Editor’s note: The student-athletes in this story asked not to be named due to the sensitivity of their comments and potential repercussions for speaking out.
As SMU’s athletic department begins the process of bringing back 75 student-athletes to campus, several returnees are voicing concerns over their safety.
Four SMU football players, who chose to remain anonymous out of fear for the repercussions of talking publicly, spoke with The Daily Campus about the COVID-19 liability waivers and “inadequate” safety protocol measures.
SMU required all players to sign a document titled the “Acknowledgement of Risk for Covid-19 Summer 2020” by Wednesday, the first of three possible return days to voluntary workouts for student-athletes.
The form was aimed at absolving the university of potential legal risk for those who contract the virus while going through summer workouts. The document was first reported by Sam Blum of The Dallas Morning News and was later confirmed by three student-athletes, across two sports, by The Daily Campus.
“As we developed our plan for student-athletes to safely return to campus and resume voluntary activities, we consulted with an array of internal and external colleagues,” Athletic Director Rick Hart told The Daily Campus in a prepared statement. “The inclusion of an acknowledgement form emerged as a best practice among peer athletics programs, as well as other organizations and facilities such as schools, gyms and daycares.”
One SMU football player indicated that he was unaware that players would be asked to sign a document when they returned to campus. He added that signing the electronic form made him feel “uneasy” and only heightened the concerns he held prior to reporting for preseason camp.
“When you sign a document like that you feel scared for your safety for sure,” the football player said.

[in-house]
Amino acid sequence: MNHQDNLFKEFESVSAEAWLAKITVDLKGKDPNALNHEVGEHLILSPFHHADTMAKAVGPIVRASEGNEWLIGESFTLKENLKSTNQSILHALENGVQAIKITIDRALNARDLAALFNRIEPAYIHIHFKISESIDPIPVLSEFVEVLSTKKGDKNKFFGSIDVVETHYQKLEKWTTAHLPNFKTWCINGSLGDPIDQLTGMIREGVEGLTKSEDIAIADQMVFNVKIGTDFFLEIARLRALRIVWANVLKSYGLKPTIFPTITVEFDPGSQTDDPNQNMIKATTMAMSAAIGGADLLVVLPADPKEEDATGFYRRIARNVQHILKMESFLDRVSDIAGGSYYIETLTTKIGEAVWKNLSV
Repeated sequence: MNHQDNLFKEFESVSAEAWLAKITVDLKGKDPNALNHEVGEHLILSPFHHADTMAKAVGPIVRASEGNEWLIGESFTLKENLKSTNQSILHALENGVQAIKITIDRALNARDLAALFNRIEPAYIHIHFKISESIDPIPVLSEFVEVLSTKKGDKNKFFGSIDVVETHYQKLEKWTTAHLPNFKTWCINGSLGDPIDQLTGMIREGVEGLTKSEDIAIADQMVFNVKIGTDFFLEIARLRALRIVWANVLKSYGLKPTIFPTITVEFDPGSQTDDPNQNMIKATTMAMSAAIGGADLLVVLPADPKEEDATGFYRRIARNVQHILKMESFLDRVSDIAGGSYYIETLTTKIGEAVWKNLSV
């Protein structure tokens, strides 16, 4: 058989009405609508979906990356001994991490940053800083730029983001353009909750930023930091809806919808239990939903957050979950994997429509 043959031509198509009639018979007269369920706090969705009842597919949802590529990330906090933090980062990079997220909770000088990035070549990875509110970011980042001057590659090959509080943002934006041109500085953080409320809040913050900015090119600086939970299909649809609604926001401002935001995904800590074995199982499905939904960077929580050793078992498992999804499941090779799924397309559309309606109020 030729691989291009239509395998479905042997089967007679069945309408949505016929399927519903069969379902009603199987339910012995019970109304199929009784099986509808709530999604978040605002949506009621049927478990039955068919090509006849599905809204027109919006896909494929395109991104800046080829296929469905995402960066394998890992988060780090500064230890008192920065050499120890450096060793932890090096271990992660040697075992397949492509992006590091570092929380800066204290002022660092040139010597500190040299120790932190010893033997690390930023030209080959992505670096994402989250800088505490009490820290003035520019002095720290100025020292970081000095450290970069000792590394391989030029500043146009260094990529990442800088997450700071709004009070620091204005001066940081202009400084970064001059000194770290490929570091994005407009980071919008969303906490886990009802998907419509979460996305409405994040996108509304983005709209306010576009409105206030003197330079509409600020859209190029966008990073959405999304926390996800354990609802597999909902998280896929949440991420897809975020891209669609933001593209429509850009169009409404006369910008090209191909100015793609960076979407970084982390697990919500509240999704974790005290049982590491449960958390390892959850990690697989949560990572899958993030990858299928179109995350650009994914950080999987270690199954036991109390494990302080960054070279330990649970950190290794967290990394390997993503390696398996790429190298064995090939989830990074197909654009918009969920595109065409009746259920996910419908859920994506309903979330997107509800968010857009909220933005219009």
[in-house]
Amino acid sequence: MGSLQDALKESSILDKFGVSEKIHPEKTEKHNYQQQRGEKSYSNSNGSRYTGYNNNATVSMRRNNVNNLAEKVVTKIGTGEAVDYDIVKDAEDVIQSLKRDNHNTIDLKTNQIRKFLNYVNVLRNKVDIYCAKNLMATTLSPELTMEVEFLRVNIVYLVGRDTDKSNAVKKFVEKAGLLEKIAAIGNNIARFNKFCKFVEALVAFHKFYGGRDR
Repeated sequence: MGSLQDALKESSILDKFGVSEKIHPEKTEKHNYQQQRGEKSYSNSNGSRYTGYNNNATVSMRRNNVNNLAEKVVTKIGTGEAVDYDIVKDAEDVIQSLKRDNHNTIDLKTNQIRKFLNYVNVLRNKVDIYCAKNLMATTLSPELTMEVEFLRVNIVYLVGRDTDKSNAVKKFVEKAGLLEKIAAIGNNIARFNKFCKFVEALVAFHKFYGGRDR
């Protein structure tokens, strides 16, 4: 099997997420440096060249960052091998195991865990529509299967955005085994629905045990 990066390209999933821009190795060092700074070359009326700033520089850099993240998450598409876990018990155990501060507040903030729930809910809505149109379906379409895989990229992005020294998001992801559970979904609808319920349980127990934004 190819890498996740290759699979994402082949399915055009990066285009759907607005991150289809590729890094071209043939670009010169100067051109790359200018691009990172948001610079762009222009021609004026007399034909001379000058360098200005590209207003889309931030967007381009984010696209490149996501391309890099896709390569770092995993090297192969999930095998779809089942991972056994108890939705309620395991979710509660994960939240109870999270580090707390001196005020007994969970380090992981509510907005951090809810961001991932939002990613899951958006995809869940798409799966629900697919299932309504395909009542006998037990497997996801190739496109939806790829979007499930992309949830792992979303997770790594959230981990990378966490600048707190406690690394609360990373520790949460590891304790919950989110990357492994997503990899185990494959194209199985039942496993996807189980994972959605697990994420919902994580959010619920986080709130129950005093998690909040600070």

The same player said he did not feel pressured to sign the form, but he was unaware of anyone who elected not to sign.
SMU has stated that the document was circulated to student-athletes on Friday, when the wording of the document was finalized. SMU athletics also indicated that athletes who return on July 6 and July 13 will have more time to review the document before returning to campus.
“Our intent in providing the document is to confirm that our student-athletes acknowledge that there is risk associated with co-existing with a pandemic, particularly since they will be operating under our protocols for only a short period of time each day during this voluntary summer workout period,” Hart said in a prepared statement. “Our intent is also to make clear that if, for any reason, a student-athlete is not comfortable participating in activities at this time, it will not impact their eligibility or their scholarship status.”
There is an option on the document for student-athletes to decline to return to campus and instead file for a medical hardship or medical exemption. Right after, the document states that scholarships will be unaffected for those who “have concerns regarding the COVID-19 virus.”
Other student-athletes have held issues with the health protocols that SMU has put in place to keep student-athletes safe. All returning players were tested with an antibody test and diagnostic test upon arrival. However, one SMU football player was concerned with the lack of tests from that point on.